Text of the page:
We are in a crisis we don’t acknowledge
Water being a shared resource, the onus is on us to make its judicious use so that others are not troubled by the non-availability.India Fellow Social Leadership Program
I was sitting on an uber comfortable Barcalounger with gigantic headphone over my ears. An ethereal voice was asking me to close my eyes, relax, think of something that makes me happy and form a picture of said happiness in my mind. Next thing I knew, I was being woken up from a deep slumber by an irate tone, “Sir, it’s time to leave”.
That was essentially my one and only encounter with meditation. Granted, I remember soft cushions more than the meditative tribulations but let’s go with the flow here.
Why don’t we close your eyes and try to imagine a world on the verge of apocalypse?
– A Nuclear war?
– Asteroid impact?
– A deadly virus outbreak?
– An alien invasion?
Pardon the Hollywood-esque dramatization! Let me paint a different picture instead.
How about major cities running out of water completely?
Reservoirs strained to near dead storage levels due to an onslaught of drought for years on end?
Citizens forced to queue up at water collection points for their daily quota of water?
Taps running dry?
Re-using grey water to flush your toilets?
Sounds far-fetched? Come on, that’s 50 years into the future. Reality check is happening right now. At this moment, in Cape Town, the capital of South Africa.
In a typical doomsday-like fashion, July 9th, 2018 has been forecasted as Day Zero – the day when household water supply will cease because of its unavailability. It has taken only 3 years of drought to bring this prosperous and burgeoning city to its knees. With all its advancements and access to first world technical know-how, a natural question to ask is, “Why couldn’t Cape Town prevent such an acute water scarcity?”
Let’s come closer home, to Marathwada region of Maharashtra. While the drought scenario is relatively new in Cape Town, Marathwada has geographically always been a water scarce region receiving low monsoonal rainfall. Drought like conditions have been a common occurrence here for the past 10-15 years with a severe episode in 2012 which still haunts the locals.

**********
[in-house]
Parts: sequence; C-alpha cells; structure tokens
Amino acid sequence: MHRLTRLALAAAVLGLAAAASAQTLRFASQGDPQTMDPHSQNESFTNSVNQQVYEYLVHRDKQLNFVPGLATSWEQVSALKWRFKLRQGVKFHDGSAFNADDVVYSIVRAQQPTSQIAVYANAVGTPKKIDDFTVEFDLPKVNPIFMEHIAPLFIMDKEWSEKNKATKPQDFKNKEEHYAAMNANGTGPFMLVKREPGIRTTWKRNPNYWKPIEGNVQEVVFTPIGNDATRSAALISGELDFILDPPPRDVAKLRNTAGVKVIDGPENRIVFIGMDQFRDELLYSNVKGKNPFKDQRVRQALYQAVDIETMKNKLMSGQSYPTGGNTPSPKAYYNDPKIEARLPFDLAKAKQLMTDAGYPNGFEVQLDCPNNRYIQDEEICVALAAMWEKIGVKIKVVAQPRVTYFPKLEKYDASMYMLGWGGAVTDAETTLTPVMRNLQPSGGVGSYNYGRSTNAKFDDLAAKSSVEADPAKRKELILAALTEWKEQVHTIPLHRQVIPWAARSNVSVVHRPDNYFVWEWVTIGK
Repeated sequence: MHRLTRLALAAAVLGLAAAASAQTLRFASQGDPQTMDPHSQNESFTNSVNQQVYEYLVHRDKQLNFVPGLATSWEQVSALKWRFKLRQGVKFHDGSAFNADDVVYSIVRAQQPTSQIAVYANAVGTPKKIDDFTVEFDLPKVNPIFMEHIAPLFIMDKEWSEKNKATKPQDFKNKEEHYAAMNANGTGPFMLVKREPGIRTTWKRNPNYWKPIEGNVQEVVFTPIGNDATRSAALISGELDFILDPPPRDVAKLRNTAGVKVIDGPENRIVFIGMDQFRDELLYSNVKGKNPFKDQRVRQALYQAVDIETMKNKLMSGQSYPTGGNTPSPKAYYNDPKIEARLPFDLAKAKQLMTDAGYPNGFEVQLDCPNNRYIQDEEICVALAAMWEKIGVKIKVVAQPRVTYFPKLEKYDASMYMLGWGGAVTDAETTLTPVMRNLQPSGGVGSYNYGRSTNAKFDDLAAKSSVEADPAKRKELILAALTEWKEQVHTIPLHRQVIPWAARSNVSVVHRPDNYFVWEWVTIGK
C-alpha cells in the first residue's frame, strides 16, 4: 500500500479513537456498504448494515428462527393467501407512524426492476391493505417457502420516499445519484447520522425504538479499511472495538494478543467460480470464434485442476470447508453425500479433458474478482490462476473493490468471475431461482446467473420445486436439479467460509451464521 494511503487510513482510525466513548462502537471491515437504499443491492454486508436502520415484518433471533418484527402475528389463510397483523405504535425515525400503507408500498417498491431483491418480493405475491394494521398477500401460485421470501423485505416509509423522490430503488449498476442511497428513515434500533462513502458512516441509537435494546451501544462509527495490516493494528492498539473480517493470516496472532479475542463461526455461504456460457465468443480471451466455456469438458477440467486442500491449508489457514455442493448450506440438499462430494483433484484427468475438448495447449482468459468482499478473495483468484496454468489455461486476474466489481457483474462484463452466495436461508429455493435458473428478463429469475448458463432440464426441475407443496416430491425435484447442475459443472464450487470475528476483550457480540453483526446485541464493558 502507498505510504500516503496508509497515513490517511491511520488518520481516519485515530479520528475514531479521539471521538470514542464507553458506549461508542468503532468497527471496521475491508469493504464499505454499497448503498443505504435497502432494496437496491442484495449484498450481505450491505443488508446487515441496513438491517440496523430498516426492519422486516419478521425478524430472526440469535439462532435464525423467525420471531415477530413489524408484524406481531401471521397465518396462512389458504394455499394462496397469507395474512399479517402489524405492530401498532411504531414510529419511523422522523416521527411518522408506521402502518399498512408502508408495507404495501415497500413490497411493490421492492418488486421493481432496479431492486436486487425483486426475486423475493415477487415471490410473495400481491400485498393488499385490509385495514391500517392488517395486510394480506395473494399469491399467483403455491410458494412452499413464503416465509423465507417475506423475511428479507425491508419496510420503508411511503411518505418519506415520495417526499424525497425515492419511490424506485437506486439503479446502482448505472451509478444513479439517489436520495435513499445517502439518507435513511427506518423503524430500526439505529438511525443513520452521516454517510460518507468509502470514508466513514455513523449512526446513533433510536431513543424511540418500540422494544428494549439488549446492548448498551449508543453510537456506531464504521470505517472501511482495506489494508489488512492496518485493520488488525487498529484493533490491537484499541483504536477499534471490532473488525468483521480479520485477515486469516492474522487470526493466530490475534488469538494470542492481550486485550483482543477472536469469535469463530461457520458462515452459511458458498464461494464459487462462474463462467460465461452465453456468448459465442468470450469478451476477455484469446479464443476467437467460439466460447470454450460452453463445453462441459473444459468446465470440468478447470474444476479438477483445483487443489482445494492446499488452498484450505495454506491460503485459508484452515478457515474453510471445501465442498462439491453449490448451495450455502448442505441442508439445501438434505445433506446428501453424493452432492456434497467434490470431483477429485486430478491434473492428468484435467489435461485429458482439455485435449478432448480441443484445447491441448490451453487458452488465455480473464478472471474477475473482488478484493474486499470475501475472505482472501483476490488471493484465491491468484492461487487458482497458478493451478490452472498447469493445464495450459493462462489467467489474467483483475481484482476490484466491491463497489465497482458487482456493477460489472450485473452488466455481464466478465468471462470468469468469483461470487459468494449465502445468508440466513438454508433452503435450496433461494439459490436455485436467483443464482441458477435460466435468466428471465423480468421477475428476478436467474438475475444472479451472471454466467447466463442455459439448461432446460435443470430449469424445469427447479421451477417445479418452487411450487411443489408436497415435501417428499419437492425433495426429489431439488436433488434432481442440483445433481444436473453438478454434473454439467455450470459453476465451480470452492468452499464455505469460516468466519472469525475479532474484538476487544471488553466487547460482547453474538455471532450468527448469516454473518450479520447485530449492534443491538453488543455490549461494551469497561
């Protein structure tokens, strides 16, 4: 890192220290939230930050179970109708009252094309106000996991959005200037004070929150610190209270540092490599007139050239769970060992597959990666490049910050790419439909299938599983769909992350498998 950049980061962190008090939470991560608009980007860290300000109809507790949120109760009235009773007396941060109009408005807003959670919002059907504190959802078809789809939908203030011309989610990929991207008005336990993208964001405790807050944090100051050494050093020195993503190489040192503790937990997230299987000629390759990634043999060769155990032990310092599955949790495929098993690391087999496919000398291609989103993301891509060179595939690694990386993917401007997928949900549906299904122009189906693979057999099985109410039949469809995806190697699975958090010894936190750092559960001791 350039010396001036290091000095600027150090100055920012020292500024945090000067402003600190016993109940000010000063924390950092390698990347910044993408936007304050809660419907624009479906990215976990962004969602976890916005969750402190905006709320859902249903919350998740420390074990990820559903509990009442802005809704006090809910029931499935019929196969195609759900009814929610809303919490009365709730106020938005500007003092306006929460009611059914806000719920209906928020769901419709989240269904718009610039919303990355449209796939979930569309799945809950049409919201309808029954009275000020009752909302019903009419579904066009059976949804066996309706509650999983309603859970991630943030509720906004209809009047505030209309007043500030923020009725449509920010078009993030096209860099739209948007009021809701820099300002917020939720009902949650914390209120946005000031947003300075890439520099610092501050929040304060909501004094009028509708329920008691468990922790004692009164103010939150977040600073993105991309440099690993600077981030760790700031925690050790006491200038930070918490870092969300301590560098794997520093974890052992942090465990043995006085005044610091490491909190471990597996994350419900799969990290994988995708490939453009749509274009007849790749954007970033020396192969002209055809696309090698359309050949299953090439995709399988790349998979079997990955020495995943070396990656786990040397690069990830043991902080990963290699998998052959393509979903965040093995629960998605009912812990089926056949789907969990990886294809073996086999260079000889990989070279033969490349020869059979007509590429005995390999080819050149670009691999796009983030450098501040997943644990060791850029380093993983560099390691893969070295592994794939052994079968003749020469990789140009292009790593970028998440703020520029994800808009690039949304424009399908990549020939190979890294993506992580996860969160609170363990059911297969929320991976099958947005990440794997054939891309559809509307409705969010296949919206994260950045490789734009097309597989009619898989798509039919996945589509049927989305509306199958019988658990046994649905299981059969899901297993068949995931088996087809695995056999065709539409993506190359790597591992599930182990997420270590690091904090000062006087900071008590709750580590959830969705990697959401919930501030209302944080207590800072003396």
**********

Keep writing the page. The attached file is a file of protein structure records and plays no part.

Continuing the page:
On top of this, the changing climate has exacerbated the situation by causing a severe variation in the distribution of rainfall. You would expect the community to adopt significant water harvesting measures to tackle such challenging conditions. The reality, however, is highly counter-intuitive.
Water intensive crops like cotton and sugarcane are sown in abundance as cash crops. In place of harvesting rainwater, one can observe severe exploitation of groundwater by using dug-wells and bore-wells. As a result, groundwater levels have gone down faster than ever. Wells tend to dry up quicker because of over-extraction.
A common response to this is to dig deeper and wider wells to meet the requirements. Farmers can be seen resorting to further exploitative techniques such as digging horizontal bore-wells. These are horizontal tunnels of approximately 3 inches in diameter which are dug through the walls at the bottom of dug-wells, as long as 200-300 feet. They tap groundwater that otherwise doesn’t seep into the well.
A single dug-well can have up to 5 or 6 horizontal bores so as to maximize the water availability. The water dynamics are further complicated by how farmers prioritize and misuse available water. Crops are given first priority to the extent that whenever some water collects in the well, it is invariably pumped out into the farmland without taking into account if it’s even required. This tendency of using up water whenever it is available eventually leads to an over-dependence on water tankers leading to unsustainable outcomes.
The trouble with water is that it’s everywhere when times are good but nowhere when the chips are down. Scarcity of water manifests itself only until last minute when there is hardly anything left to do like what’s happening in Cape Town. You reach the point of no return beyond which it’s impossible to rectify the problem from within.